For Prof. Adebowale Ibidapo Adefuye
I FIRST met Ambassador Adefuye in Kingston in 1988 while he was Nigeria’s High Commissioner to Jamaica with concurrent accreditation to Belize and Haiti. I was immediately struck in a long discussion at dinner in his residence by his evident intellectual prowess and warm personality. A year later in Kuala Lumpur, the Prime Ministers of the countries to which he was accredited subsequently told me of the enthusiasm with which he had advocated support for my candidacy for the post of Commonwealth Secretary-General for which I competed against Malcolm Fraser, who had been Prime Minister of Australia for seven and half years.
Ambassador Adefuye not only effectively promoted Nigeria’s interests in the Caribbean region but also made an enduring impact in the countries to which he was accredited especially in Jamaica where he helped the authorities in the introduction and teaching of African history in their schools and colleges.
Ade Adefuye had had a brilliant academic career having been a Fulbright Scholar and having become Professor of History at the University of Lagos at the relatively young age of 38. He possessed, in abundance, attributes that can be said to be in short supply in our country today namely, integrity, unadulterated patriotism, and passionate commitment to the service of Nigeria and its citizens.
My next sustained interaction with Ade was in 1991 when he came to London as Nigeria’s Deputy High Commissioner to The Court of St James. On his return to Nigeria in 1993 at the end of his stint at the High Commission, Ade went back to the University of Lagos to resume his impactful professorship in the History Department.
In 1994, following a rigorous appointment process, Adefuye emerged at the top of the candidates from across several Commonwealth countries for the post of Deputy Director of the Strategic Planning and Evaluation Division in the Commonwealth Secretariat. After my retirement from the Commonwealth Secretariat in 2000, my successor, Sir Don McKinnon, a former Deputy Prime Minister of New Zealand, quickly recognised the quality of Adefuye’s work and expanded his responsibilities to include serving as the Secretary-General’s peace envoy to trouble spots in several Commonwealth countries, especially in Africa and the Pacific. Adefuye continued to work in the Secretariat throughout the eight years of Don McKinnon’s secretary-generalship. On learning of Adefuye’s death, Sir Don McKinnon said: “What a shock to hear of Ade’s most untimely death. He truly was the peacemaker and a son of God. Clare and I send our heartfelt sympathy to all his family. No Secretary-General could have been better supported with the most experienced level of advice coupled with tons of integrity. And I would add a wonderful sense of humour. He will be missed with sadness by people throughout Africa, the Caribbean and the Pacific”.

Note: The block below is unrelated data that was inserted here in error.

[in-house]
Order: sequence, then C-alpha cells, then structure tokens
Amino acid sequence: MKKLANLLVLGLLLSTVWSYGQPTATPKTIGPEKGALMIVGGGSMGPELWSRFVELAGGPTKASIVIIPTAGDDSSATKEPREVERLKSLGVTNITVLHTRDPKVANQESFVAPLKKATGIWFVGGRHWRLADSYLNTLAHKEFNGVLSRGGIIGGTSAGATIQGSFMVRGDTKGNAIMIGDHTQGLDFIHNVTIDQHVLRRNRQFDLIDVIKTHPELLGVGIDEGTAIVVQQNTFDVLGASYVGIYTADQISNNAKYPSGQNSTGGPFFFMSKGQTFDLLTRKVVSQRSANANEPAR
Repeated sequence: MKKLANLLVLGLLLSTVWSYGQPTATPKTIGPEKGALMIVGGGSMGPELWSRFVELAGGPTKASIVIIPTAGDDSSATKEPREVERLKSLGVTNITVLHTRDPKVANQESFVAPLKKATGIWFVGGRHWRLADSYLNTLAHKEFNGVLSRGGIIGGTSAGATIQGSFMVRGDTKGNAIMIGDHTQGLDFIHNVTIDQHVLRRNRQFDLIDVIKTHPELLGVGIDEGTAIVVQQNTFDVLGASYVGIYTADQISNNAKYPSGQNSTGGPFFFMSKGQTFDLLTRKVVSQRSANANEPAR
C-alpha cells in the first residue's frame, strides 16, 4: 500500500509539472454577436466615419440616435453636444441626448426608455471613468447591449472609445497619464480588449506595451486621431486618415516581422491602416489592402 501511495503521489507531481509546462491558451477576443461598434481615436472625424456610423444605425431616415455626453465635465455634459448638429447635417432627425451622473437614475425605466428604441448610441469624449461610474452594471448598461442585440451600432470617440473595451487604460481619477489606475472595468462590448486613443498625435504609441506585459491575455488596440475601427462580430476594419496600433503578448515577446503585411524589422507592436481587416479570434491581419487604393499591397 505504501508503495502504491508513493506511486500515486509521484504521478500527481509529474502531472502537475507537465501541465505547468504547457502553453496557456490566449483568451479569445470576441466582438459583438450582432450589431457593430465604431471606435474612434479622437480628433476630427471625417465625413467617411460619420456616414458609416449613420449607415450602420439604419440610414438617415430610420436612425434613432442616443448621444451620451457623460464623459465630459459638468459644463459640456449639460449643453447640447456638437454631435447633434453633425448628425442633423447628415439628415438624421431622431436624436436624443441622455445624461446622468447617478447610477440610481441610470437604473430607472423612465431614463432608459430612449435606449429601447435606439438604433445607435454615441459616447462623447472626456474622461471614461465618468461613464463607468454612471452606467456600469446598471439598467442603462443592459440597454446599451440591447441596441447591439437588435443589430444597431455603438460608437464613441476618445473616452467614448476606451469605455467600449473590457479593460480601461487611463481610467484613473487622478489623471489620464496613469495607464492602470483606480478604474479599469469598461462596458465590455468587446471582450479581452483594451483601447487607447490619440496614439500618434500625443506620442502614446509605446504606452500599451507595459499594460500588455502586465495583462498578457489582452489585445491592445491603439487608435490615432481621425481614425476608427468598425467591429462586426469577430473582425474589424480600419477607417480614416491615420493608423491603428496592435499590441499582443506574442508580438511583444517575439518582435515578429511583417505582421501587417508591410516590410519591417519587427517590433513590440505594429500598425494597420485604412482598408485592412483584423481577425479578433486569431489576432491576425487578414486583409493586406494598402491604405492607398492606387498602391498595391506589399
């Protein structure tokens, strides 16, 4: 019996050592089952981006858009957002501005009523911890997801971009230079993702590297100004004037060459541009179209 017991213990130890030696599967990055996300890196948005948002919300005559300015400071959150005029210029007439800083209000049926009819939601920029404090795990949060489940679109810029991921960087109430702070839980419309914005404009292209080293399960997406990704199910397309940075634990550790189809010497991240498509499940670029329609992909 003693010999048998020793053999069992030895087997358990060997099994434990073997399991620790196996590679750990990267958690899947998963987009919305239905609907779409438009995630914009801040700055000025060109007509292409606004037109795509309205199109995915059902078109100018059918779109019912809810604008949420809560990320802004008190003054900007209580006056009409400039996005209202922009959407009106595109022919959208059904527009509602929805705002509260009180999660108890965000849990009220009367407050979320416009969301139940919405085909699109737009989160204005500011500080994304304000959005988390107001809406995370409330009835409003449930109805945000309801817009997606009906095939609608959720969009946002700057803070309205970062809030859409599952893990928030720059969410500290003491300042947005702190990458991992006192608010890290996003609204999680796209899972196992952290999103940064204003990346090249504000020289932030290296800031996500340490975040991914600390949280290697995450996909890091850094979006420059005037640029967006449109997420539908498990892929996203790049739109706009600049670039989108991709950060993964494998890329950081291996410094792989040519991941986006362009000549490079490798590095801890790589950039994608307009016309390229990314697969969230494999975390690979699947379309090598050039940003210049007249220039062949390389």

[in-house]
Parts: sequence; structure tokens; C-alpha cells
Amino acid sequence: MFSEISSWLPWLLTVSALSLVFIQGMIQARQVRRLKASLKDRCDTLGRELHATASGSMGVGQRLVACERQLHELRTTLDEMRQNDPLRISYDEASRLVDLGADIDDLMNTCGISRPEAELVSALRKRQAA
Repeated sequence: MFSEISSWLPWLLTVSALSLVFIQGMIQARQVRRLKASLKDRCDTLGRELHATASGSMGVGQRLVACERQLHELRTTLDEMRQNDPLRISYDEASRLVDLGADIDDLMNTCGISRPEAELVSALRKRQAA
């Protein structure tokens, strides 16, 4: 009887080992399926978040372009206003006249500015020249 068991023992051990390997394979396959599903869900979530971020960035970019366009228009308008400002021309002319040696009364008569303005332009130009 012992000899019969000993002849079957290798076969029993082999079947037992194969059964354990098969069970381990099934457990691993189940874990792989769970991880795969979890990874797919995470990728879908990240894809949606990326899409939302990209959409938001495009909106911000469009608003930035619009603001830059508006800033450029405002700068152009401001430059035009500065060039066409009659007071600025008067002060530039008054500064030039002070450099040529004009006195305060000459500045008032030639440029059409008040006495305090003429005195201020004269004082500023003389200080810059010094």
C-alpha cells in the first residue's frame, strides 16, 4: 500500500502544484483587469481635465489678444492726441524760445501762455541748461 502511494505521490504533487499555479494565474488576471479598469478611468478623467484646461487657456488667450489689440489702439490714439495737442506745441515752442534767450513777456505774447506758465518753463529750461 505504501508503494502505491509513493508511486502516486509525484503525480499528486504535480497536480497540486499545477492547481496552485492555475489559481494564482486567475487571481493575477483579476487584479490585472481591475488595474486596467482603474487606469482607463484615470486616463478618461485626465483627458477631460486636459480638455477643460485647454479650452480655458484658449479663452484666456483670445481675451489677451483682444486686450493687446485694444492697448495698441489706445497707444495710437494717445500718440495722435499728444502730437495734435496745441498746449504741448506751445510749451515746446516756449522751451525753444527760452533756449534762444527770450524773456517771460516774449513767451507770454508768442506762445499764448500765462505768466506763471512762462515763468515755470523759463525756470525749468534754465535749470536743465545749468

On leaving the Commonwealth Secretariat in 2008, Adefuye was invited by the then President of the ECOWAS Commission in Abuja to serve as his Advisor. It was from there that he reached the apogee of his diplomatic career in 2010 when he was appointed Nigeria’s Ambassador and Head of Mission to the United States of America.